284

EINSTEIN ON

CRITICAL OPALESCENCE

dynamics.[8]

Einstein later characterized his achievement

as

a

"quantitative

realiza-

tion of the

theory by Smoluchowski."[9]

Einstein's

and

Smoluchowski's lines

of research had crossed

on an

earlier

occasion,

on

their

work

on

Brownian motion

in 1905

and

1906.[10]

In the

case

of

critical

opales-

cence

their

common

interest

in

the atomistic constitution of

matter

once

again

led

them

on

similar

paths,

which each followed

by

developing

his

characteristic

style

of

doing

physics.[11]

Einstein's

first encounter

with critical

opalescence

dates from

his

student

days;

so

his

interest

in

the

subject may already

have been aroused

by

the time

he

read Smoluchowski's

paper.

H. F.

Weber's

physics course,

which Einstein took

between

1897

and

1898

as a

student

at

the ETH

in Zurich,

touched

briefly

upon

critical

phenomena

and the

history

of their

discovery,

including

the

discovery

of

opalescence.[12]

Einstein's

paper

on

critical

opalescence

follows

several of

his

earlier

papers

in

presenting yet

another method for

determining Avogadro's

number.[13]

His

continued effort

to find

new

ways

of

determining

this number

was

motivated, among

other

reasons,

by

the role

it

played

in

the discussions

about

Planck's formula for

black-body

radiation

and

its

problematic

status in

contemporary

physics.[14]

But

Einstein's work

on

critical

opalescence

also

contributes to

the

realization

of

a

more

general goal

that

had

guided

his

earlier

research

on

statistical

physics,

the

goal

of

establishing

the molecular constitution

of

matter

as firmly as

possible.

Einstein's

key

insight

in

his paper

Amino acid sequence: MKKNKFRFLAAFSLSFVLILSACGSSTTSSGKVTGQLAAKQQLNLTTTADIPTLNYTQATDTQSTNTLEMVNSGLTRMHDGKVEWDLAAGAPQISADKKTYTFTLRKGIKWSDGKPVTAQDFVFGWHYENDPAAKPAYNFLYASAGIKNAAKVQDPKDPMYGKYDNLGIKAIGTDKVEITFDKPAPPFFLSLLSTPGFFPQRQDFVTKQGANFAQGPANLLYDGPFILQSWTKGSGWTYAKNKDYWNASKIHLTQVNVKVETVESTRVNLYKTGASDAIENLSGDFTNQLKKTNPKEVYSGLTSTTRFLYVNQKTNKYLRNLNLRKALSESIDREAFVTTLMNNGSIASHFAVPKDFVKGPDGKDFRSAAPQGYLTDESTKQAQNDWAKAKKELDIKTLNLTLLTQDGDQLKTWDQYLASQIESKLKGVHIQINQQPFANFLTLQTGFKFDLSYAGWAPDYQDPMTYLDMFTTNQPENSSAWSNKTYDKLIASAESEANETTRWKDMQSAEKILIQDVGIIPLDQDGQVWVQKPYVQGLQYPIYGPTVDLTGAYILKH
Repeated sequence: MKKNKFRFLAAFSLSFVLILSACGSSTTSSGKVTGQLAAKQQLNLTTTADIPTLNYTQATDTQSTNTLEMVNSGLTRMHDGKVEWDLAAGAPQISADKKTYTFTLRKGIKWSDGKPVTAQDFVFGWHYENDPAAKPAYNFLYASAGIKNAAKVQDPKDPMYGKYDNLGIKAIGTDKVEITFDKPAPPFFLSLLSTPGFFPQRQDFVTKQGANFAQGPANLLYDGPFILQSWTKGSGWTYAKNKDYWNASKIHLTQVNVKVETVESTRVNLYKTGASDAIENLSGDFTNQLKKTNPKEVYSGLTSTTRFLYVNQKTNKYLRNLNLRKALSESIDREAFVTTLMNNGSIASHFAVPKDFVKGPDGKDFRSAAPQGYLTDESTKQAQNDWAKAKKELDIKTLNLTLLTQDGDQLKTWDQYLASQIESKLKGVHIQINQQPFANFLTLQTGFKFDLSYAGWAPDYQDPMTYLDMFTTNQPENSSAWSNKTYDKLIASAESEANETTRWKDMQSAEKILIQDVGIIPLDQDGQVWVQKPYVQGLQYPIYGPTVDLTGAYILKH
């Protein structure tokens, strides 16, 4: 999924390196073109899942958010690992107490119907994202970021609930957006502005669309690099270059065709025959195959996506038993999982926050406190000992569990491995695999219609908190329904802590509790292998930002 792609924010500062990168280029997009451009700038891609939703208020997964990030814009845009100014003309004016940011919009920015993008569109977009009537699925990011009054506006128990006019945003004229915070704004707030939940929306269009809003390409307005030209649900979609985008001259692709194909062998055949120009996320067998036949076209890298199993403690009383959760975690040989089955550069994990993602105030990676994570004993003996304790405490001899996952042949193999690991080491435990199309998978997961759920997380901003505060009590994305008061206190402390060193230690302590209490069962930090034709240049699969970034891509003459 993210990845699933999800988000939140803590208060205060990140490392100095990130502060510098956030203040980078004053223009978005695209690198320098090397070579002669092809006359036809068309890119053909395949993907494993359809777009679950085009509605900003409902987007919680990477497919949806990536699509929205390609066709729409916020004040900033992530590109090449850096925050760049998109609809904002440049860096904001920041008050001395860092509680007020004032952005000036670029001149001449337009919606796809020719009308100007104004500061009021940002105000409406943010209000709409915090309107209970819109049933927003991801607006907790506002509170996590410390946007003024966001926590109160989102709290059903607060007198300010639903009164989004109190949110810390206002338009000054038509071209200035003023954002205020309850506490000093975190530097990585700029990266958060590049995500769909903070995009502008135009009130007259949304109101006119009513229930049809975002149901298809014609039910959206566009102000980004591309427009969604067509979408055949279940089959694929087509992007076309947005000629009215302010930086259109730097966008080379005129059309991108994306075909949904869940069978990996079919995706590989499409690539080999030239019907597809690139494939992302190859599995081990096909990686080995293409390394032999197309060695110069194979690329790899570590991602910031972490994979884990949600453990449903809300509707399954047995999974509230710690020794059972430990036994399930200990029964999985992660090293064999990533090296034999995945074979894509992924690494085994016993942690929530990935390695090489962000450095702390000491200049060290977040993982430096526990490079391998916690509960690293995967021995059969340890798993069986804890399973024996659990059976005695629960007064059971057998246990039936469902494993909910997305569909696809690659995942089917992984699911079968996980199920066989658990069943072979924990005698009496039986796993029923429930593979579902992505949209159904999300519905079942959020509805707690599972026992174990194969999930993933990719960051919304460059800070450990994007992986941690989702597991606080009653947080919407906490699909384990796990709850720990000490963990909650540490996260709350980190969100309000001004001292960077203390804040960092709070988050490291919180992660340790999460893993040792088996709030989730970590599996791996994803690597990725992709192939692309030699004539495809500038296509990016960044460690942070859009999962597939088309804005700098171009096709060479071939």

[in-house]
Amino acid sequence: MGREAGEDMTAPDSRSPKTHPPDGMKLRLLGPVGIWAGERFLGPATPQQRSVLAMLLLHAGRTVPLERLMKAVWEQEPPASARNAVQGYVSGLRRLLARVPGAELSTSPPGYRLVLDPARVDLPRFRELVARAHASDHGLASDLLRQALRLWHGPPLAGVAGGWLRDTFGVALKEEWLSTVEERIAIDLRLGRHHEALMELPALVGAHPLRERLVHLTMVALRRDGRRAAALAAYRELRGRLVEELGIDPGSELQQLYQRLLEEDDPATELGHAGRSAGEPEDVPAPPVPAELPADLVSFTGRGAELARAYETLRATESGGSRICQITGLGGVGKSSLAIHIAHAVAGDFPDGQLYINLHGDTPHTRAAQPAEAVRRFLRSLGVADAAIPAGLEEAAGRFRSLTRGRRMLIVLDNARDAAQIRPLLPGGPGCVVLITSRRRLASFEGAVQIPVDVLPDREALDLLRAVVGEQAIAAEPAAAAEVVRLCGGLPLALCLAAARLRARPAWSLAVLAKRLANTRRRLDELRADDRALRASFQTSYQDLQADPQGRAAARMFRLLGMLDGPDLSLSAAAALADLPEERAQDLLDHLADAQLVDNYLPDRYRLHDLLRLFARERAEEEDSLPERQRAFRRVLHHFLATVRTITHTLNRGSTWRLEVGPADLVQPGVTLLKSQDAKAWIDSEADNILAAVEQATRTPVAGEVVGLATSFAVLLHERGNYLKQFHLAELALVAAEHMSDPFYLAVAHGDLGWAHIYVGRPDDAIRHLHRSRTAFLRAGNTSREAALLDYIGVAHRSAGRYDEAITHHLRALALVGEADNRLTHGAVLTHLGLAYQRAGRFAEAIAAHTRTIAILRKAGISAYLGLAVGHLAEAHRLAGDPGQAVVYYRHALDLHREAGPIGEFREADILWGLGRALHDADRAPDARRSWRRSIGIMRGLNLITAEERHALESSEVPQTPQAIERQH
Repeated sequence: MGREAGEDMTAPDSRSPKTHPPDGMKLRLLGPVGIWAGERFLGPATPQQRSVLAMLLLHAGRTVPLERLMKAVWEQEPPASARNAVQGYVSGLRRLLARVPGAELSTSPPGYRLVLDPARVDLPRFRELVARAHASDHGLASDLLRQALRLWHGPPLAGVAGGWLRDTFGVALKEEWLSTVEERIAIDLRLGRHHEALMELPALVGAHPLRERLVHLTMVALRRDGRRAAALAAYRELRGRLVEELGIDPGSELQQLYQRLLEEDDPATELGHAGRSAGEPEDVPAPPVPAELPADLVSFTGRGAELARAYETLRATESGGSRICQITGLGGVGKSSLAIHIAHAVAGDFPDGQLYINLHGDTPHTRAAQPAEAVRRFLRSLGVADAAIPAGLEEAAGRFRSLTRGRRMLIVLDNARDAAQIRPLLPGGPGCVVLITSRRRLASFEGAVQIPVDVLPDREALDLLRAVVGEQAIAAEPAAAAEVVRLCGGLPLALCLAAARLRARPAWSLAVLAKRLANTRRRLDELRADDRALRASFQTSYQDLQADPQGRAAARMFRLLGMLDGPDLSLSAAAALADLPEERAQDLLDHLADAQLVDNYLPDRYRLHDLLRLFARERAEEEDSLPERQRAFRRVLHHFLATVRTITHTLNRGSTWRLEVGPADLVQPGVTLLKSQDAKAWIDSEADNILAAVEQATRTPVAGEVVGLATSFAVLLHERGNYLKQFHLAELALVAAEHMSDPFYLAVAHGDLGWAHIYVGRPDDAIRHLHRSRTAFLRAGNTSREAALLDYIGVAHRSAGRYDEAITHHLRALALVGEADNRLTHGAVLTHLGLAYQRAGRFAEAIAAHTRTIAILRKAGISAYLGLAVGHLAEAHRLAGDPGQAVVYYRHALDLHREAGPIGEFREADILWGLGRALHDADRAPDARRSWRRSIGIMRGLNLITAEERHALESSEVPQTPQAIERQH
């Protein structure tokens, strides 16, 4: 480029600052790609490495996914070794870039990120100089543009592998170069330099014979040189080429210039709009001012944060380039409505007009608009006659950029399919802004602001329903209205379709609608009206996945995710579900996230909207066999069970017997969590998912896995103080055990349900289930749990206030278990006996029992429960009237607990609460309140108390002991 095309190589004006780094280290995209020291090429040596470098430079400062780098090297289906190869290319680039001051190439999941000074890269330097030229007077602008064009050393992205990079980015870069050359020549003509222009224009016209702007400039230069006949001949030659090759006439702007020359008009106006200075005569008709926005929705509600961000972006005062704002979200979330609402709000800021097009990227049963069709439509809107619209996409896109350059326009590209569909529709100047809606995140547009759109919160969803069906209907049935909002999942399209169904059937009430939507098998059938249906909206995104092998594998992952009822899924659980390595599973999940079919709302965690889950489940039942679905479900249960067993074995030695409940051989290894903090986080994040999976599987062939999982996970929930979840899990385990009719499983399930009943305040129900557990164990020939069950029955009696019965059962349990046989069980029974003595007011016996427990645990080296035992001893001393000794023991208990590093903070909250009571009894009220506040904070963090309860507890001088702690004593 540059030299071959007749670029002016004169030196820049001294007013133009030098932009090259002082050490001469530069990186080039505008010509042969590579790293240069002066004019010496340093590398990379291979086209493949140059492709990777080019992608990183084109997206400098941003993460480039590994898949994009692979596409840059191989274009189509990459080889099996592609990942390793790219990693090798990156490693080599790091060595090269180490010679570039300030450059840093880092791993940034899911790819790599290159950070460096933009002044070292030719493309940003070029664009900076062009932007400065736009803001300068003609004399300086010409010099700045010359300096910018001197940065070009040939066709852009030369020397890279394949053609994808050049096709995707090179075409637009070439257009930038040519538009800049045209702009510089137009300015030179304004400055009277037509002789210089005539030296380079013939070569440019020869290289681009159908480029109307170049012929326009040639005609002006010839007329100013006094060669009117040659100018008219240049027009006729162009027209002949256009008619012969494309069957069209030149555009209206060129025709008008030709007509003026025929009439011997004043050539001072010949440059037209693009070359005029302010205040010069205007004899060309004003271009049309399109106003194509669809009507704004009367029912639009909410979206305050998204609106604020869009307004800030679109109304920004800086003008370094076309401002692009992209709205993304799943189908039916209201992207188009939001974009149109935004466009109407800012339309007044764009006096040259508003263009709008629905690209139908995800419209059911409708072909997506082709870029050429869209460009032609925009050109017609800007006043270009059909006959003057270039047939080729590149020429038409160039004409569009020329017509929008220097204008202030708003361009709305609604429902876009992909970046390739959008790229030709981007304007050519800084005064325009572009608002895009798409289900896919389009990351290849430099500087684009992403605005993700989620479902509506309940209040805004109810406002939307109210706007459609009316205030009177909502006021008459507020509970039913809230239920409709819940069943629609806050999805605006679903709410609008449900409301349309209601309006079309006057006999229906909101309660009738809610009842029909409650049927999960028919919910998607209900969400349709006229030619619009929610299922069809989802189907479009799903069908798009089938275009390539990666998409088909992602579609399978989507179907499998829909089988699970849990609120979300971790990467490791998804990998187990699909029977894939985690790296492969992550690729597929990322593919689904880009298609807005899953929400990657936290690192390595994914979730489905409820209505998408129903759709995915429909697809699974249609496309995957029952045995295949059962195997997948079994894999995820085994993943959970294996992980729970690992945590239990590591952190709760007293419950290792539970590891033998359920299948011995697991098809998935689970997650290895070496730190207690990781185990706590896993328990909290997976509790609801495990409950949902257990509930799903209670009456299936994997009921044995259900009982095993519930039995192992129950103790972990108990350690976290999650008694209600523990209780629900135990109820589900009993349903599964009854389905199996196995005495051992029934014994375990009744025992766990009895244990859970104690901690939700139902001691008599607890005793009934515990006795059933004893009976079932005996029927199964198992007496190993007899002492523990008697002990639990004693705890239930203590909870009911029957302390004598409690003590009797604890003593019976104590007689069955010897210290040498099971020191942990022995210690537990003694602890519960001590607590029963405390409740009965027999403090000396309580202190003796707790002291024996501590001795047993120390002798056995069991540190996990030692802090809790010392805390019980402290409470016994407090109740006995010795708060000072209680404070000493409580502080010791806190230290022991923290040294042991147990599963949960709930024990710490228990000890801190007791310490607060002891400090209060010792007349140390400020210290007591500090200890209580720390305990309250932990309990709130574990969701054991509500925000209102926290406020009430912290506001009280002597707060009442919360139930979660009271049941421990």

was

that the

phenomena

of critical

opalescence

and the blue color of

the

sky,

which

are

not

obviously

related

to each

other,

are

both

due

to density

fluctuations caused

by

the molecular constitution of

matter.[15]

Even

[8]For Einstein's critical

views

on

Keesom's

contribution,

see

Einstein

to W. H.

Julius,

18

December

1911,

also

on

the

fact

that

he

did

not

include

a positive

remark

on

Keesom,

which

he

had drafted

in his

published

discussion remarks to the

Solvay Congress

(for

Einstein's

draft,

see

Doc.

25,

p. 509).

For evidence of Einstein's earlier

positive

evaluation of Keesom's contribu-

tion, see

also Heike

Kamerlingh

Onnes

to

W. H.

Julius,

24 November

1911,

NeUU,

Archief

Julius

I,

27a.

[9]"Quantitative

Durchführung

der Theorie

von

Smoluchowski."

See

Einstein

to Jakob

Laub, 27

August 1910;

for evidence of Einstein's enthusiasm

concerning

his

work

on

critical

opalescence,

see

also Einstein

to

Jakob

Laub,

11

October

1910.

[10]For

an

overview of Einstein's and Smoluchowski's work

on

Brownian

motion,

see

Vol.

2,

the editorial

note,

"Einstein

on

Brownian

Motion," pp.

206-222.

[11]For

a

comparative study

of Einstein's and Smoluchowski's

work,

see

Teske

1969. Einstein

reviewed Smoluchowski's

approach

to

providing

evidence for

atomism

in

his

obituary

of

Smoluchowski,

Einstein

1917.

[12]For Weber's

treatment

of the

history

of the

discovery

of critical

phenomena,

see

"H.

F.

Weber's Lectures

on

Physics,"

ca.

December 1897-June

1898

(Vol.

1,

Doc.

37),

pp.

145-146. In

the

margin

of

his

notes

on

Weber's

explanation

of

a

phase transition,

Einstein

wrote

"obscure

point" ("Dunkler Punkt").

[13]This point

is

emphasized

and elaborated

upon

in Pais

1982,

pp.

100-104.

[14]See

Einstein

to

Jean

Perrin,

11

November

1909,

where Einstein

points

out

this motiva-

tion.

For the

historical

context, see

Vol.

2,

the editorial

note,

"Einstein's

Early

Work

on

the

Quantum Hypothesis," pp.

134-148.

[15]For

a

discussion

of the different

views

of Einstein

and Smoluchowski

on

this

issue,

see

Teske 1969.